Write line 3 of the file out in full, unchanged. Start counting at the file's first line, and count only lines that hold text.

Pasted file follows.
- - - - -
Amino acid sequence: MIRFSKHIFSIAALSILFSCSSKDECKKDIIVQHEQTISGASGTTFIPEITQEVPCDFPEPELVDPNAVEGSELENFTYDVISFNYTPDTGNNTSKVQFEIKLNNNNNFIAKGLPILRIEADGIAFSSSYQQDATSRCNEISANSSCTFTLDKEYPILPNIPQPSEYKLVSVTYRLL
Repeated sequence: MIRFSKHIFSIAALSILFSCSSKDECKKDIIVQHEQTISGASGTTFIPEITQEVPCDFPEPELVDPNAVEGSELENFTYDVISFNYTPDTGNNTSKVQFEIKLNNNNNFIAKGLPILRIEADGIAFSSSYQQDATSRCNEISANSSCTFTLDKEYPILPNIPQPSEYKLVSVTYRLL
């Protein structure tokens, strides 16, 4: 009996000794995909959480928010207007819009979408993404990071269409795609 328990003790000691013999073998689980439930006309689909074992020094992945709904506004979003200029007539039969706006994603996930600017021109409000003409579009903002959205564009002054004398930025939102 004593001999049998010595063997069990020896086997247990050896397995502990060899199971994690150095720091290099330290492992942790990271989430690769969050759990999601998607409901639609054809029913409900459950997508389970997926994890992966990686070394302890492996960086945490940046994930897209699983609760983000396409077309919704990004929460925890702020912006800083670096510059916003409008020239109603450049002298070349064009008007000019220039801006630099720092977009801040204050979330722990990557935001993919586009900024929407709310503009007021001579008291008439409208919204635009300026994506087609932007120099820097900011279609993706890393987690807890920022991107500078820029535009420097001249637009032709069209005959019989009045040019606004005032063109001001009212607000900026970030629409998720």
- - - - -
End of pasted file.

């Protein structure tokens, strides 16, 4: 009996000794995909959480928010207007819009979408993404990071269409795609 328990003790000691013999073998689980439930006309689909074992020094992945709904506004979003200029007539039969706006994603996930600017021109409000003409579009903002959205564009002054004398930025939102 004593001999049998010595063997069990020896086997247990050896397995502990060899199971994690150095720091290099330290492992942790990271989430690769969050759990999601998607409901639609054809029913409900459950997508389970997926994890992966990686070394302890492996960086945490940046994930897209699983609760983000396409077309919704990004929460925890702020912006800083670096510059916003409008020239109603450049002298070349064009008007000019220039801006630099720092977009801040204050979330722990990557935001993919586009900024929407709310503009007021001579008291008439409208919204635009300026994506087609932007120099820097900011279609993706890393987690807890920022991107500078820029535009420097001249637009032709069209005959019989009045040019606004005032063109001001009212607000900026970030629409998720």